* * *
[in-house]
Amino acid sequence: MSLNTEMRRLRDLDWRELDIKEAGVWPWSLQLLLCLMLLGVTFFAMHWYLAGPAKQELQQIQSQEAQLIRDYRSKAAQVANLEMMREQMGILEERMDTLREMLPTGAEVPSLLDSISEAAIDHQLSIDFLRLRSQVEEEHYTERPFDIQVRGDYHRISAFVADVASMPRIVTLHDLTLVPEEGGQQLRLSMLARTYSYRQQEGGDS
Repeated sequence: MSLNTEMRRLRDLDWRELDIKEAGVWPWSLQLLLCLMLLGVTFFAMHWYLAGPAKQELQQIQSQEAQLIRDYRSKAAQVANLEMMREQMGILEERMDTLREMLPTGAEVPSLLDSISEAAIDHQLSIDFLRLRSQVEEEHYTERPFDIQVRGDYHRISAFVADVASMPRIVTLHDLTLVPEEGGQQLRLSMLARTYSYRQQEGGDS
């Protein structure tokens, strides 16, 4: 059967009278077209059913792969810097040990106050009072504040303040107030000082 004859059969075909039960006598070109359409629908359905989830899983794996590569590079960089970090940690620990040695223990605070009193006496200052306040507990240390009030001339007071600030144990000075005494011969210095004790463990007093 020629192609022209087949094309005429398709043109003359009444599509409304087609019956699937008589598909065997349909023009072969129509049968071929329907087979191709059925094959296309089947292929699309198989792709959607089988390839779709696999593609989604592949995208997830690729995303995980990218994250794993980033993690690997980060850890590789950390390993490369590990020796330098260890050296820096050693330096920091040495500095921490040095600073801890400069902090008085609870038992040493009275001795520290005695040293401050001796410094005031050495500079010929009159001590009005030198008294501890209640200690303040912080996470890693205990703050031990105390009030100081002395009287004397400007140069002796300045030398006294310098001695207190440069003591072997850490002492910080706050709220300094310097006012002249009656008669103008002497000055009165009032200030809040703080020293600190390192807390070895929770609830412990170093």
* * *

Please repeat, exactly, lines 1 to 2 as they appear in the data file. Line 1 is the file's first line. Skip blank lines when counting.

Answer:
[in-house]
Amino acid sequence: MSLNTEMRRLRDLDWRELDIKEAGVWPWSLQLLLCLMLLGVTFFAMHWYLAGPAKQELQQIQSQEAQLIRDYRSKAAQVANLEMMREQMGILEERMDTLREMLPTGAEVPSLLDSISEAAIDHQLSIDFLRLRSQVEEEHYTERPFDIQVRGDYHRISAFVADVASMPRIVTLHDLTLVPEEGGQQLRLSMLARTYSYRQQEGGDS